April 18, 2018

Swimming with Seals: Book launch (Ladysmith, BC)

Maggie de Vries


her newest picture book

Swimming with Seals
Written by Maggie de Vries
Illustrated by Janice Kun
Orca Book Publishers
32 pp.
Ages 4-8
April 2018


Thursday, May 8, 2018

7:00-8:30 p.m.


Salamander Books
535 First Avenue
Ladysmith, BC

Ally isn't able to live with her mother. Instead she lives far, far away, on the other side of the country, with her gram and great-aunt. But one summer Ally goes to stay with her aunt and uncle in the "big city by the ocean" and gets to spend time with her mom. While exploring the shore, watching whales from the boat dipping into the salty water, Ally finds out something important: her mother loves to swim as much as she does.

This is a very personal story. Ally is based on the author’s niece, Jeanie, and Ally's mother is based on the author's sister, Sarah, who went missing from the Downtown Eastside of Vancouver in 1998. Jeanie is like a seal in the water, and Sarah was just the same, but they never got to swim together. In this story, they do. Swimming with Seals is a story that was written for the thousands of children who long to live with their birth parents and will never fully understand why they can't.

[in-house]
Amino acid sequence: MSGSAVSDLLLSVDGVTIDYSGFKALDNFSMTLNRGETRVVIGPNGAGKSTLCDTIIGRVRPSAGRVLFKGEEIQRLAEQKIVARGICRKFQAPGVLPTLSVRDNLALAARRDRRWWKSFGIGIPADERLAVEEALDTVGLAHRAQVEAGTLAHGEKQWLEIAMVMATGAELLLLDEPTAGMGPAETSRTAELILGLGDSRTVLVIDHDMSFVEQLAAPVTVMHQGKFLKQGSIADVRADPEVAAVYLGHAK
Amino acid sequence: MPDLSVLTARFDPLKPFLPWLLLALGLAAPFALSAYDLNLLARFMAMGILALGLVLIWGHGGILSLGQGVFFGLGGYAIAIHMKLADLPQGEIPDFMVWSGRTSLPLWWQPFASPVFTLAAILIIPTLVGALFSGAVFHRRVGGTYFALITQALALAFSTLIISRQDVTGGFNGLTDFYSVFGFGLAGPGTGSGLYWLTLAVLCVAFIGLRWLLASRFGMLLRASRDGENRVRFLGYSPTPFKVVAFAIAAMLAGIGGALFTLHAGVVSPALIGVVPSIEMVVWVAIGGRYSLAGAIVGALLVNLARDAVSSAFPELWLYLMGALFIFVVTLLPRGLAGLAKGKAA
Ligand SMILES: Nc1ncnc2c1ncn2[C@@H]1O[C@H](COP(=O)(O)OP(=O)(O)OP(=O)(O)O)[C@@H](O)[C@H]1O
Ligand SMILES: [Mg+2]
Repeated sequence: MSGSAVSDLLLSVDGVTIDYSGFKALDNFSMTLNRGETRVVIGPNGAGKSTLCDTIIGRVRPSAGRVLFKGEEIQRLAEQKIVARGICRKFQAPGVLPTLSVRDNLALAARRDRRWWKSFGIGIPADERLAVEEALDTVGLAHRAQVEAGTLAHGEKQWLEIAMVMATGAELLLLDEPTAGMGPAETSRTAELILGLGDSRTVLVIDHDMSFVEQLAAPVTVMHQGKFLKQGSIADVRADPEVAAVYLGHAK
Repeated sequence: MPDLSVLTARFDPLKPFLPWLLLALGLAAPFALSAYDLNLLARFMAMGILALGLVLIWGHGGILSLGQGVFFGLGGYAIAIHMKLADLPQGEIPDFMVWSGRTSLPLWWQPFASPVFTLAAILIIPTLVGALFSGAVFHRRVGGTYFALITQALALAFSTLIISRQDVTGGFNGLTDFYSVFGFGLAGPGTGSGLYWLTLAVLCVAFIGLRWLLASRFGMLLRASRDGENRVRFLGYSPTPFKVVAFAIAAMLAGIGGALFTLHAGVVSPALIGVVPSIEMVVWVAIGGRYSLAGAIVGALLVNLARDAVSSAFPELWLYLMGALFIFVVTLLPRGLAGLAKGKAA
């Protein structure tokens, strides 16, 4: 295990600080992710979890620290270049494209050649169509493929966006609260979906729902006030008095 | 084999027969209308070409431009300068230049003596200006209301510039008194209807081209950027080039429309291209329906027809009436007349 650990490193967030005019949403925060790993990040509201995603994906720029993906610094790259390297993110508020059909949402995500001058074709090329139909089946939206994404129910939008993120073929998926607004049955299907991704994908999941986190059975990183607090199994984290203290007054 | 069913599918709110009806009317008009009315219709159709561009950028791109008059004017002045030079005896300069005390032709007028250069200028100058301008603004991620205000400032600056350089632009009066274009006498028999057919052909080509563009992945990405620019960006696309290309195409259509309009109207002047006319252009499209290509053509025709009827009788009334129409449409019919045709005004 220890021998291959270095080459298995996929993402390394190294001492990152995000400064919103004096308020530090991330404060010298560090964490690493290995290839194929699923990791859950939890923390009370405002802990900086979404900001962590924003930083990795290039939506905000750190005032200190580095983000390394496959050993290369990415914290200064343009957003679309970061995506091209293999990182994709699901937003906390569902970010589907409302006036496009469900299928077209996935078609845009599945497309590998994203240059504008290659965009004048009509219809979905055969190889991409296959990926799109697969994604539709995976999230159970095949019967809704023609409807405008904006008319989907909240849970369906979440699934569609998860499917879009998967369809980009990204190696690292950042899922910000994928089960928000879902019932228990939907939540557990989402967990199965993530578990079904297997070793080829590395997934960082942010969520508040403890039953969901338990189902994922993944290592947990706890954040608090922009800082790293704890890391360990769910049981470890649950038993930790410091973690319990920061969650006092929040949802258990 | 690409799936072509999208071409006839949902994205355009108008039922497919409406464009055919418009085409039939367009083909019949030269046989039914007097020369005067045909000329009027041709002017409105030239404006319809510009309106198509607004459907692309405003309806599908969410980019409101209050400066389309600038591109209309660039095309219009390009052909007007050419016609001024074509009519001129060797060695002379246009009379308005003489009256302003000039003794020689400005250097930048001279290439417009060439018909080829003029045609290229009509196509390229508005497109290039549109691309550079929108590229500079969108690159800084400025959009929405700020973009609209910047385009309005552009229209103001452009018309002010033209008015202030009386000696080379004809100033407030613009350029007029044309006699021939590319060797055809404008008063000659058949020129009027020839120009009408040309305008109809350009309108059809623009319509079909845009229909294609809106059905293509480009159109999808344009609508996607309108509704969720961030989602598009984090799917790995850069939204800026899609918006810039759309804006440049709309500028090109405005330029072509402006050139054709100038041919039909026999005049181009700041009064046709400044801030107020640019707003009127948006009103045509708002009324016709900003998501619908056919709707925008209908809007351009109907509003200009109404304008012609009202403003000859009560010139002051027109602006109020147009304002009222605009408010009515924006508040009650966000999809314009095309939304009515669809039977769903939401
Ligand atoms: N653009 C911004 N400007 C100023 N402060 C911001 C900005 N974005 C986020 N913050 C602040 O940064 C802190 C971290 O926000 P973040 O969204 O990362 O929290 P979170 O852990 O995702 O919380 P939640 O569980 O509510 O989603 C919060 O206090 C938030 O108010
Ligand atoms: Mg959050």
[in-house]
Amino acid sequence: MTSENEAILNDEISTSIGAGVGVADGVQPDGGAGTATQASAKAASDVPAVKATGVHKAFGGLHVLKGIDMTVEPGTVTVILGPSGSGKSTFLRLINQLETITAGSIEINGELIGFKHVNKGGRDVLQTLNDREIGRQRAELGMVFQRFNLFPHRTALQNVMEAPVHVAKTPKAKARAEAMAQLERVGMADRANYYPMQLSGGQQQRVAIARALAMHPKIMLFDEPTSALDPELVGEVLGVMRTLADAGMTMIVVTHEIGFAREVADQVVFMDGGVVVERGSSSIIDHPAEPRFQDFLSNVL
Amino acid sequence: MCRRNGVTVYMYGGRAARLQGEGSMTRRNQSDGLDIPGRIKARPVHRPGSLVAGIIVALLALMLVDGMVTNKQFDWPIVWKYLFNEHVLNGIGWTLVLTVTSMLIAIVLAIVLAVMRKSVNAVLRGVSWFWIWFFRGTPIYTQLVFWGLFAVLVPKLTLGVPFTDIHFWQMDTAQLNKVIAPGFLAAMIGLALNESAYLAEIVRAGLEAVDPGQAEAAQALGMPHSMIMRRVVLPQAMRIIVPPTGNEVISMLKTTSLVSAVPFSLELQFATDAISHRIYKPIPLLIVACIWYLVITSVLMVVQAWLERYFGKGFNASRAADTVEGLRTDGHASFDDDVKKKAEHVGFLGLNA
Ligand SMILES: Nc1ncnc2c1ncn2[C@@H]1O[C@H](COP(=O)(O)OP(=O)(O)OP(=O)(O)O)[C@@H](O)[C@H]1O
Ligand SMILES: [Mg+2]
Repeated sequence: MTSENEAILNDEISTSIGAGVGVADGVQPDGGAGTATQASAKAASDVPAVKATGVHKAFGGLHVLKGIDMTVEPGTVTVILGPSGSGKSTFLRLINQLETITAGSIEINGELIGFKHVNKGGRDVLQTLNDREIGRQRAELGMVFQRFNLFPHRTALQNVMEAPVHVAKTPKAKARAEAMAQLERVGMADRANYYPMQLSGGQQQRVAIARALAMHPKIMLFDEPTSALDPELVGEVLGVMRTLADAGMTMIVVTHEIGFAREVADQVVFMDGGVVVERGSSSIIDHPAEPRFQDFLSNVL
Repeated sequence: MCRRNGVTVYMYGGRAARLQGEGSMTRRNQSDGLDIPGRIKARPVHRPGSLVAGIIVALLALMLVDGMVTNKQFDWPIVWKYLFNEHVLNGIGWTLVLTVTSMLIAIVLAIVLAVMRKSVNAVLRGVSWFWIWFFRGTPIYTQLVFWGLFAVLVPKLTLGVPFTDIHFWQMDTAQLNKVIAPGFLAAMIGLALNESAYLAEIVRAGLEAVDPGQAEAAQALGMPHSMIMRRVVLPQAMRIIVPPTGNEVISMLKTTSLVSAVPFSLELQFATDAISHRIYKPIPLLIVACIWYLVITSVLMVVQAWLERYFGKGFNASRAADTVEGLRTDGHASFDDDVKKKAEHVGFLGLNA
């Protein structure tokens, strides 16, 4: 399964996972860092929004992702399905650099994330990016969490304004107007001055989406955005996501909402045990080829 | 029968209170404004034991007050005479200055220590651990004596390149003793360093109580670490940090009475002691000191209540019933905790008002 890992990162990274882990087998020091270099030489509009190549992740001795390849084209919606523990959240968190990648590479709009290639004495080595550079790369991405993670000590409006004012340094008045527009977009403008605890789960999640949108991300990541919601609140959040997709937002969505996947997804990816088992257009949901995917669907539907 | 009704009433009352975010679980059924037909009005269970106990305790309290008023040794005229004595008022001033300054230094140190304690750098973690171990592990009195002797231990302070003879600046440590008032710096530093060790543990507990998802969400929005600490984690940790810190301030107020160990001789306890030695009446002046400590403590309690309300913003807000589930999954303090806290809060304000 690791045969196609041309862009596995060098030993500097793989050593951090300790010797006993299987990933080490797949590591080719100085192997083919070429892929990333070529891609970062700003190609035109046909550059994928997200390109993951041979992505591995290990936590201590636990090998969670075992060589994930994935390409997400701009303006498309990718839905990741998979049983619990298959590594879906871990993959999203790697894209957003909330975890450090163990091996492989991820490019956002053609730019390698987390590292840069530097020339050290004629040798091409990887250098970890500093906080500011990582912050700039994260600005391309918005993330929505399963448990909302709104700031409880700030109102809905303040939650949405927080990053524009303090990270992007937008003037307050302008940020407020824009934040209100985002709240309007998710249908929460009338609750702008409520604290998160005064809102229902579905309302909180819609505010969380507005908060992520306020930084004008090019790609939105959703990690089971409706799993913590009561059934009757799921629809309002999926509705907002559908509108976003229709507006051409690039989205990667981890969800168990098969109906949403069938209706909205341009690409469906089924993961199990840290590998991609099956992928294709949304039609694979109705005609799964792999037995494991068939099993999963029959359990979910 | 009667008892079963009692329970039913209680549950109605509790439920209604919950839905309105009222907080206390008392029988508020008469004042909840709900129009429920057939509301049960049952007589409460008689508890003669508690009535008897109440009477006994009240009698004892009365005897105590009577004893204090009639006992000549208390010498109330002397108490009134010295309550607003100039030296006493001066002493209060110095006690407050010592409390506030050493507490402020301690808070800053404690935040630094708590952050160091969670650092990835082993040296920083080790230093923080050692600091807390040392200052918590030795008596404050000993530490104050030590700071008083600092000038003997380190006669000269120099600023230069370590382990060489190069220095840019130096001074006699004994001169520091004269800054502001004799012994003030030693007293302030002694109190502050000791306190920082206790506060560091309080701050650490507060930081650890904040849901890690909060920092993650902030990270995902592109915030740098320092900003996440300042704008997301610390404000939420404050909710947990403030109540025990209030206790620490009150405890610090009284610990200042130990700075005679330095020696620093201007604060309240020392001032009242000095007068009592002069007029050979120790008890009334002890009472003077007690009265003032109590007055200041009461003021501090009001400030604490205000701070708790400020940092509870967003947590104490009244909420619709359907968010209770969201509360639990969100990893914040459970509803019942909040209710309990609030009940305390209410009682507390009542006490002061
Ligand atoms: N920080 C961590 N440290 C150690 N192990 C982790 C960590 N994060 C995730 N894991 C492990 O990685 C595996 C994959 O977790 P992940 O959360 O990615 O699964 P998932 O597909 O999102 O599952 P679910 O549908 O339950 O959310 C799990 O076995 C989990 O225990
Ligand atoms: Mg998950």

Retrieved from Orca Book Publishers' website at
on April 3, 2018.

April 17, 2018

Bat Citizens: Defending the Ninjas of the Night

Written by Rob Laidlaw
Pajama Press
48 pp.
Ages 8-12
March 2018

Today is Bat Appreciation Day and Rob Laidlaw's newest children's non-fiction book about protecting animals and animal welfare is THE book that needs to be read today and forever.  Bat Citizens: Defending the Ninjas of the Night takes the story of bats from tragic ecological stories to empowering children to become global citizens in helping protect this oft-misunderstood animal.
From Bat Citizens: Defending the Ninjas of the Night by Rob Laidlaw